Large state institutions were once built to be self-sustaining; many had their own farms and grew their own food.
Though some of those farms have been lost, remarkably some remain, the crown jewel of which is an 825-acre farm portion of the
State Department of Agriculture Commissioner Steven K. Reviczky praised the proposal in testimony before the legislature's Environment Committee, calling it "one of the most significant pieces of legislation ... regarding the permanent protection of critical farmlands." We agree. The state rarely has the chance to preserve such a spectacular piece of farmland, at virtually no cost.
The scenic parcel comprises 547 acres of "prime and important" agricultural soils, along with woods, streams and dirt roads. Part of it is now leased to local farmers who raise silage corn and hay to support an adjoining dairy operation. It's possible to restore orchards and vineyards on the land, raise bees, grow food, host community gardens, invite hikers and birders, etc.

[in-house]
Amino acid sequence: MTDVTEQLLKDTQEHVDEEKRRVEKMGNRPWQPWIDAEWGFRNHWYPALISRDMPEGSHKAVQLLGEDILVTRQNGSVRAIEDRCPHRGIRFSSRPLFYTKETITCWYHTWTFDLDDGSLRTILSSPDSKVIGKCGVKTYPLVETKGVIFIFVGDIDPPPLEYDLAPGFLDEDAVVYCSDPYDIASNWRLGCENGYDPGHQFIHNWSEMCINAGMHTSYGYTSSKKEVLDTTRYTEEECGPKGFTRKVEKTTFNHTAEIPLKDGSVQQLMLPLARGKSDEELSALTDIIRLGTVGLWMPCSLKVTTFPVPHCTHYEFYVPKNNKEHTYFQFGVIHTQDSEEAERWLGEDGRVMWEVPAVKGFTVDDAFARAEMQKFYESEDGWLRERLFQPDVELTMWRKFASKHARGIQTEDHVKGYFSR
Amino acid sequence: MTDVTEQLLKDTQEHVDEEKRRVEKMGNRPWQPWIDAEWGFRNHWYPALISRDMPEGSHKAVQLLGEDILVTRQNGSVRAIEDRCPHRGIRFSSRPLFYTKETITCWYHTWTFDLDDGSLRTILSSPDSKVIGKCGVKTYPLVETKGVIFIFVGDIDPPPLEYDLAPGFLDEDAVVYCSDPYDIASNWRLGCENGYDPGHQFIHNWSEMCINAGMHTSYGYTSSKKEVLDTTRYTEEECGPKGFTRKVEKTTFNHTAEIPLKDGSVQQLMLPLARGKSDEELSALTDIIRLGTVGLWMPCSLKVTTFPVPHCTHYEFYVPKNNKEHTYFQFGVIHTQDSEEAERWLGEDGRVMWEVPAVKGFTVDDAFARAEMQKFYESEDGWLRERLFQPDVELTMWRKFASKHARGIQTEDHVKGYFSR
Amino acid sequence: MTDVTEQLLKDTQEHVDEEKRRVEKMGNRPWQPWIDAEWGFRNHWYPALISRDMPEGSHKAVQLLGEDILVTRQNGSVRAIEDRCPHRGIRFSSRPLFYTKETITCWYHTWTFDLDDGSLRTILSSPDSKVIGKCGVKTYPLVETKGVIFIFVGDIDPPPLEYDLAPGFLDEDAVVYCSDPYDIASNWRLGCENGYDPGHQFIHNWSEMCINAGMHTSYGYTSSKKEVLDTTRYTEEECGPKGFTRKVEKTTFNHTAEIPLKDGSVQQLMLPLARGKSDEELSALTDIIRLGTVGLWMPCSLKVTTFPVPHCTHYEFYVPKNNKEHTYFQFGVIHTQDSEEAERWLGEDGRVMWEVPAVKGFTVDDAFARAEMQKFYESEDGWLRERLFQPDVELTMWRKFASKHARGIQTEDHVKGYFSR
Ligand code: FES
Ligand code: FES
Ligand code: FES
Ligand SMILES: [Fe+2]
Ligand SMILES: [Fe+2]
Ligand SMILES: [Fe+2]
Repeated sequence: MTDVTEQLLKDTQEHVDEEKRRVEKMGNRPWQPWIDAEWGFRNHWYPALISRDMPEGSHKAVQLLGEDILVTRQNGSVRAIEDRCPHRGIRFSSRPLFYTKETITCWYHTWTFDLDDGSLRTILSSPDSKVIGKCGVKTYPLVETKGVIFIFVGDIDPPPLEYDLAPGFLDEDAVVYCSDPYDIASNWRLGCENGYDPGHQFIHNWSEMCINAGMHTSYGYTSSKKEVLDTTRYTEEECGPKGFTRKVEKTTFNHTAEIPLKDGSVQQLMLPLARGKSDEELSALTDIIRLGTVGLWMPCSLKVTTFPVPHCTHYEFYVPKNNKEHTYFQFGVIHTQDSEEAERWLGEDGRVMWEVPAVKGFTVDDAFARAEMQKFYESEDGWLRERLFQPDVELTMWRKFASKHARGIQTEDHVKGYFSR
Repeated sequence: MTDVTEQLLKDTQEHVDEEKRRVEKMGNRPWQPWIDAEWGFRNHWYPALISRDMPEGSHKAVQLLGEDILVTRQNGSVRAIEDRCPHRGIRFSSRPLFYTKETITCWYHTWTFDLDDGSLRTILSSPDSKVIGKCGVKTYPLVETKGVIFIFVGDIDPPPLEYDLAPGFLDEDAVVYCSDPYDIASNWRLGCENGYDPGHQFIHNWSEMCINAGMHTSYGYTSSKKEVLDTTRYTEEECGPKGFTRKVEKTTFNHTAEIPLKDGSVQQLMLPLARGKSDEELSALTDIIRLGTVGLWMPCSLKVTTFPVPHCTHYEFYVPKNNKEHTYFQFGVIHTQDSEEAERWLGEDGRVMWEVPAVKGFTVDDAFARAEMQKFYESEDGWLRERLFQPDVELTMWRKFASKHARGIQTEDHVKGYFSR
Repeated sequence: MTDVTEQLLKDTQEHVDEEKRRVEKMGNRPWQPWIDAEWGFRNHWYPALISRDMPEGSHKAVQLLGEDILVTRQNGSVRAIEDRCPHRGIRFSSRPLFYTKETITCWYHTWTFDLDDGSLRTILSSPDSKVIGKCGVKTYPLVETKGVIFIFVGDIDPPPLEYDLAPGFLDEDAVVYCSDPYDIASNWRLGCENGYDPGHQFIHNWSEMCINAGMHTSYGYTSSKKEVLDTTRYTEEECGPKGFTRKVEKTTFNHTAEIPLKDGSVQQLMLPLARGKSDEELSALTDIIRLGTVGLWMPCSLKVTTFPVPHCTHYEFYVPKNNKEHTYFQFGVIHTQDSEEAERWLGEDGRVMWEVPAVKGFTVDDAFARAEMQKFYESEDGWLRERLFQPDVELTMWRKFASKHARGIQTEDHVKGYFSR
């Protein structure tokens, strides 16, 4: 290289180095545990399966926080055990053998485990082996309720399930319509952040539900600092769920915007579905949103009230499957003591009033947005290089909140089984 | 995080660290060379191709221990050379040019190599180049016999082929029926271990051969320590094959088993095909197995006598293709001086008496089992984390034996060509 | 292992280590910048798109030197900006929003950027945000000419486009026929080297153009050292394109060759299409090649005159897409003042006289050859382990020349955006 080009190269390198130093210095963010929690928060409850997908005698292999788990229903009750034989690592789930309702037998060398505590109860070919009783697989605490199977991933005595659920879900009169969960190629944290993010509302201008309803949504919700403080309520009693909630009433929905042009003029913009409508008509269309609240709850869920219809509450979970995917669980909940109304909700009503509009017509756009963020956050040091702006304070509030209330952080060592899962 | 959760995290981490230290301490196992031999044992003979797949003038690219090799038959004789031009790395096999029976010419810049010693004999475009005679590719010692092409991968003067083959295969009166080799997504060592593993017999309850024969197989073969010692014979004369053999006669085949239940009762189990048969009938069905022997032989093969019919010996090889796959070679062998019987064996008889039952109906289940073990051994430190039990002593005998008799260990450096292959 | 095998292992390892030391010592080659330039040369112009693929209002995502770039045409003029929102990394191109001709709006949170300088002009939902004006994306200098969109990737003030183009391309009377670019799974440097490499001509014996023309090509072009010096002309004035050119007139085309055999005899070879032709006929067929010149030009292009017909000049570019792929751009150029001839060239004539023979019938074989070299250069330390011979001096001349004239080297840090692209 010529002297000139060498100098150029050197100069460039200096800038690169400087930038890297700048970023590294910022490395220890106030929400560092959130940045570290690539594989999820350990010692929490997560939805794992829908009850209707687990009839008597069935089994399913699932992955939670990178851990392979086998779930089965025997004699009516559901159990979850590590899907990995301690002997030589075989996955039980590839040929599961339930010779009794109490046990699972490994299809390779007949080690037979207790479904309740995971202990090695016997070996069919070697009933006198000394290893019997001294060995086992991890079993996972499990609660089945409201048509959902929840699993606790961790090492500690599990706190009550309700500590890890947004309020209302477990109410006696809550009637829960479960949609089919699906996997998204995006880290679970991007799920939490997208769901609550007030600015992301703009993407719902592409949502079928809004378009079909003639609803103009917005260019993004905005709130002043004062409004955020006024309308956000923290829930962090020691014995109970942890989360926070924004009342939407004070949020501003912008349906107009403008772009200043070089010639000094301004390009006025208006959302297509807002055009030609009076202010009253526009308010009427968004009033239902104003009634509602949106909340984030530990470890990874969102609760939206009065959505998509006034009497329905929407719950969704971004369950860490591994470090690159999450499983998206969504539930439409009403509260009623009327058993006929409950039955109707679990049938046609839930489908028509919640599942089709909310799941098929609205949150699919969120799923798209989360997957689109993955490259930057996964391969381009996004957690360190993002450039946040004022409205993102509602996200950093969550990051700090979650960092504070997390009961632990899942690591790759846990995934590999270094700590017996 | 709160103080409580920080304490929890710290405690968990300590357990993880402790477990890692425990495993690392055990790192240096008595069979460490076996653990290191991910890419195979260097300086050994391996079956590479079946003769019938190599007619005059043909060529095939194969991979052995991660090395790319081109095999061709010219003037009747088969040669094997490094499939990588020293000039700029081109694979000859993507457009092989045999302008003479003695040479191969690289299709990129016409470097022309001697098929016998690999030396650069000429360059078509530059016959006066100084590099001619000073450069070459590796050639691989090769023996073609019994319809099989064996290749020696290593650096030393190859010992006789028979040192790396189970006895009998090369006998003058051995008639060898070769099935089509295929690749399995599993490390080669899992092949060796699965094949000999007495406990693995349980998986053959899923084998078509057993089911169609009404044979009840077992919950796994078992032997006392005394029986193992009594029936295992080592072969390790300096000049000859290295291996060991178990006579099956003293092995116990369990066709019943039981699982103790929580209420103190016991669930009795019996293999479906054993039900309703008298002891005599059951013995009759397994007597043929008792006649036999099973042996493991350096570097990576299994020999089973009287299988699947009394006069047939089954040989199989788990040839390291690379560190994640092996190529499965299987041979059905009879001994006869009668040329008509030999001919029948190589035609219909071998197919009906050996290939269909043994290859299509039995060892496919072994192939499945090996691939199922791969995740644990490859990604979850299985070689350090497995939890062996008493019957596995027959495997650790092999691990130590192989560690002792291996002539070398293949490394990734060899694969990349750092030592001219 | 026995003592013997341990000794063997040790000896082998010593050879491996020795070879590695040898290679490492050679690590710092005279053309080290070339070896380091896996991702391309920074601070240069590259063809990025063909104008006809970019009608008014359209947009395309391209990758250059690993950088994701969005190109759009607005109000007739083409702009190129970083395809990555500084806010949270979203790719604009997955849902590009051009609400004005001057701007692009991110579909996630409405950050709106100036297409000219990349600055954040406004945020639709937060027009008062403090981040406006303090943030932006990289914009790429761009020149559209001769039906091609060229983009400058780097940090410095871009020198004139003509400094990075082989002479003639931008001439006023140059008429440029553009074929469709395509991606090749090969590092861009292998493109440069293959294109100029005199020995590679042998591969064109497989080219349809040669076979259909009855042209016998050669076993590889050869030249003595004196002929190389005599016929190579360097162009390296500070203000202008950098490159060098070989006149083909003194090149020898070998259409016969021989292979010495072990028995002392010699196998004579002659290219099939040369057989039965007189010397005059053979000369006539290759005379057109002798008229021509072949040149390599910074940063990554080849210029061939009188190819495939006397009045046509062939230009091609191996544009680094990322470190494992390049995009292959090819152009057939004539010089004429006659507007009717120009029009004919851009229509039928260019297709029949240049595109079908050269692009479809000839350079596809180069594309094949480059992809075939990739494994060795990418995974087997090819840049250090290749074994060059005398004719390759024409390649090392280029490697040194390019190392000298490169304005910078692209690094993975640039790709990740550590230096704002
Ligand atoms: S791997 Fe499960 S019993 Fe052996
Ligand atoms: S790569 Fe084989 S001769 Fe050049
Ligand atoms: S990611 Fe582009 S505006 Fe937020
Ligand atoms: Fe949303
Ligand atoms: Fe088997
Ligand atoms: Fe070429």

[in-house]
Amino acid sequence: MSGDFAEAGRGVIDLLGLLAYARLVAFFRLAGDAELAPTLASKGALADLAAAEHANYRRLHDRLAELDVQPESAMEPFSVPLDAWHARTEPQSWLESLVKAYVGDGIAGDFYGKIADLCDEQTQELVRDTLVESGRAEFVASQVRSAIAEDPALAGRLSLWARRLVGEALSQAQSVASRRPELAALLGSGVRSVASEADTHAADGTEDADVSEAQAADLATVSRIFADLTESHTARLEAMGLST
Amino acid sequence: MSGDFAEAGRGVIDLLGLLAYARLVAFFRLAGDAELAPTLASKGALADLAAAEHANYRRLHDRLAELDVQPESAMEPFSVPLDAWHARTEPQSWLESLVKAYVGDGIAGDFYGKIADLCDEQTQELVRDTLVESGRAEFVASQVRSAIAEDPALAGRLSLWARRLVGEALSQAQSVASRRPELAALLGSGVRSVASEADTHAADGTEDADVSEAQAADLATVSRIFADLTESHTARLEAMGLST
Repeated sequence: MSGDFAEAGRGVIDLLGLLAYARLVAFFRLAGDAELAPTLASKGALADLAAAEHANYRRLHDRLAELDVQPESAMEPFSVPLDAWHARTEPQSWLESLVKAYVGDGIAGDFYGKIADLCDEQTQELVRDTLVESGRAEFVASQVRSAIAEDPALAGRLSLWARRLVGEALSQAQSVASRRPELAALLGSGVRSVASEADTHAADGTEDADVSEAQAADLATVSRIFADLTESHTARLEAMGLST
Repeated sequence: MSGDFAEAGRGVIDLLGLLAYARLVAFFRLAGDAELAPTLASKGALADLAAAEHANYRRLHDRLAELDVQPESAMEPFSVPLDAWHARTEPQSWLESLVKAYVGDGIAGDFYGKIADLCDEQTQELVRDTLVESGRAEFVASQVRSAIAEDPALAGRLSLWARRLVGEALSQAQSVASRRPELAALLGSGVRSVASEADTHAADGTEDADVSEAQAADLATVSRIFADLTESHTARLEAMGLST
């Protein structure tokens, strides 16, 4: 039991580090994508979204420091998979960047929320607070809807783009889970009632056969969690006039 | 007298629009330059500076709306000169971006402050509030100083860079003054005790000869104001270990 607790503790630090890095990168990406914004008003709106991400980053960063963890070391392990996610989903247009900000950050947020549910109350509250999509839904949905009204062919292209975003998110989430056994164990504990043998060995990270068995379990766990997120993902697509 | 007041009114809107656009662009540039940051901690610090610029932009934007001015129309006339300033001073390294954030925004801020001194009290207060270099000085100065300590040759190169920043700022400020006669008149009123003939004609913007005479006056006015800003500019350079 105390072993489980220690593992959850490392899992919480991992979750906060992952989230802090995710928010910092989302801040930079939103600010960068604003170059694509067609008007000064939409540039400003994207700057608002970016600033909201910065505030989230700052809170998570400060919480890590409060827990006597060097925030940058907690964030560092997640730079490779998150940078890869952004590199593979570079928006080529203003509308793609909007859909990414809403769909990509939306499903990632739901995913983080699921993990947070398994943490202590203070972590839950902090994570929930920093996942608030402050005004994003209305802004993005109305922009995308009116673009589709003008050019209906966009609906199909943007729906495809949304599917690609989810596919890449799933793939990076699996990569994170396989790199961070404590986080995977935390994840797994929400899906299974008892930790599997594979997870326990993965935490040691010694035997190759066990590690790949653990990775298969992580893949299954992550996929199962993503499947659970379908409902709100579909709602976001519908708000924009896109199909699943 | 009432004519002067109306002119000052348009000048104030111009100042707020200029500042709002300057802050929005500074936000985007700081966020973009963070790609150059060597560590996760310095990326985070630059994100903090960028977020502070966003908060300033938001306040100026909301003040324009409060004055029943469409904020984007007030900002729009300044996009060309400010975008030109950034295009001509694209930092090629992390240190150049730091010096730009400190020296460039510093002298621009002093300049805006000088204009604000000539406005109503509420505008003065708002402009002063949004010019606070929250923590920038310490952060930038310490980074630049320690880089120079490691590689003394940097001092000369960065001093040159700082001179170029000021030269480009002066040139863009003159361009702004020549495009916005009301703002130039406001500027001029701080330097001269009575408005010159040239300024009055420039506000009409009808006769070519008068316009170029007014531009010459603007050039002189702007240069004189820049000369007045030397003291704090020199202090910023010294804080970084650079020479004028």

The benefits of preserving farmland include locally grown food, jobs and economic activity, scenic beauty curbing costly sprawl. In the 1970s the state set the goal of preserving 130,000 acres of farmland; this year officials say we will reach 40,000 acres on 300 farms. So there is a ways to go, but this addition would certainly help.
The bill would allow the land to be permanently protected by a conservation easement that would be held by a local land trust. The state would then lease the land to farmers. Why it is necessary to protect land the state already owns? Because a future legislature or governor may want to sell it or use it for a purpose other than agriculture. Farmland that isn't legally protected is always vulnerable. As the economy improves, the pressure from developers will increase.